I’m not going to call the DD-15 Plus the best sub ever, as I did with the original DD-15, but the fact that I considered doing so should tell you a lot. I doubt you’re going to find a subwoofer that delivers substantially more output or better sound quality that this one. I haven’t seen anything else that delivers a tuning/EQ capability that can match that of the DD-15 Plus.
That said, the appeal of the DD-15 Plus is limited. For the price of one of these, you could get two kick-ass 15-inch subs and an SMS-1. That way, you’d have much smoother response across a range of seating positions.
So who’s the DD-15 Plus for? The well-heeled audiophile or home theater enthusiast who wants just one really awesome, perfectly tuned subwoofer.
15 to 102 Hz ±3 dB
Bass output (CEA-2010 standard)
• Ultra-low bass (20-31.5 Hz) average: 118.3 dB
20 Hz 113.7 dB
25 Hz 118.7 dB
31.5 Hz 122.5 dB
• Low bass (40-63 Hz) average: 124.6 dB
40 Hz 124.6 dB
50 Hz 124.9 dB
63 Hz 124.2 dB
I measured the frequency response of the DD-15 Plus by close-miking it and running sinusoidal sweeps from my Clio FW. (I made all these measurements before I ran the Auto-EQ routine, to ensure that I wouldn’t be measuring the effects of the EQ.) The chart shown here is the result in Defeat mode without the crossover activated. Jazz mode measured exactly the same. The other modes all boosted output by about 2 dB overall. Rock mode introduced a slight additional boost of about 1 dB centered at 50 Hz. Theater mode’s additional boost was about 3 dB, centered at 37 Hz. Games model boosted at 60 Hz by about 3 dB.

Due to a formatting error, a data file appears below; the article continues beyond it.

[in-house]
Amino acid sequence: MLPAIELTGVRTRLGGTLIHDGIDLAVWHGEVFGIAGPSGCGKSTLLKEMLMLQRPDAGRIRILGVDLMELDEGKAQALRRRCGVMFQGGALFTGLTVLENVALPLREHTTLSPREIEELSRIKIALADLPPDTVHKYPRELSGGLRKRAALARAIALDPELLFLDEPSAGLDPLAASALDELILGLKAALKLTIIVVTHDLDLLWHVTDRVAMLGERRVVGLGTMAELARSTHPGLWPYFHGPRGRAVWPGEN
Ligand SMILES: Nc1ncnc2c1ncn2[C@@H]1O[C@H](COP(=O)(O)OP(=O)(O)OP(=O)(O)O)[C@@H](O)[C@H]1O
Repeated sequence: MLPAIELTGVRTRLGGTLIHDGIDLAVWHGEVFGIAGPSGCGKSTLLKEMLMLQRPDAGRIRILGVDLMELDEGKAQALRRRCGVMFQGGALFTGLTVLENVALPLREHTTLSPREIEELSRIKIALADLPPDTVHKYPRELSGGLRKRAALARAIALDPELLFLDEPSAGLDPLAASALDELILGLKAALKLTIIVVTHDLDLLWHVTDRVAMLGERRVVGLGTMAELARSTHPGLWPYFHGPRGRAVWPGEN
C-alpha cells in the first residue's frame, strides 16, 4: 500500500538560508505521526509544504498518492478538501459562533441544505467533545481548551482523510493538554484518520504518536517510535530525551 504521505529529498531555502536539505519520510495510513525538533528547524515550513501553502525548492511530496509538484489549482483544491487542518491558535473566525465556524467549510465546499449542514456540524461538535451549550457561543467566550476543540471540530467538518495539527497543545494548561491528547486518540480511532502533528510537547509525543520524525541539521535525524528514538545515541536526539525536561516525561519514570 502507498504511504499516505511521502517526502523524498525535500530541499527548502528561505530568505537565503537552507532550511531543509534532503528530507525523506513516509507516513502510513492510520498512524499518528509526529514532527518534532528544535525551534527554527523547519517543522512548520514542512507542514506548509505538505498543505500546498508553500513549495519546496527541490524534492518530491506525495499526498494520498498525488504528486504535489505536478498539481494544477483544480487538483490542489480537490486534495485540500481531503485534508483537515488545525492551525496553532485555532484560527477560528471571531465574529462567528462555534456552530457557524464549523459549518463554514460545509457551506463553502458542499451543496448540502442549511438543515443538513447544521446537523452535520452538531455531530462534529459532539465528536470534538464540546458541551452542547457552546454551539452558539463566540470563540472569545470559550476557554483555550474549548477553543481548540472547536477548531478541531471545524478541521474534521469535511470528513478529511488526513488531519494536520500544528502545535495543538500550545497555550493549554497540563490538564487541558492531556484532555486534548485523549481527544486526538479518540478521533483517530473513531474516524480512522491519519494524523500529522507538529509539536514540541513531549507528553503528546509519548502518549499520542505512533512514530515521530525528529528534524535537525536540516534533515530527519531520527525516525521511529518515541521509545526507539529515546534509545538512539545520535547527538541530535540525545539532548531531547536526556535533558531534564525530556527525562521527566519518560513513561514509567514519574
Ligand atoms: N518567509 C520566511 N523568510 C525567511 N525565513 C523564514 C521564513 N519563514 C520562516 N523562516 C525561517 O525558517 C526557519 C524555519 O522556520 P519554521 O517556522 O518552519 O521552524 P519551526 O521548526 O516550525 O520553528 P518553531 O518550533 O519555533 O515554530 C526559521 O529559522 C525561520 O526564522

I’m not going to cite a low-pass crossover function in dB/octave here because that slope is adjustable on this sub.
I performed the CEA-2010 output measurement in the Defeat (bypass) mode; measurements made in the Theater mode came within a fraction of a dB at most frequencies. (Again, these measurements were made before Auto-EQ was ever activated.) Output is excellent, averaging a brutal 124.6 dB in the low bass (40-63 Hz) octave and 118.3 dB in the ultra-low bass (20-31.5 Hz) octave. The closest I’ve measured using CEA-2010 is the Hsu VTF-15H, which hit 123.2 dB and 119.2 dB, respectively. So while the DD-15 Plus does offer loads of clean output, it’s not especially impressive on a dB-per-dollar basis.
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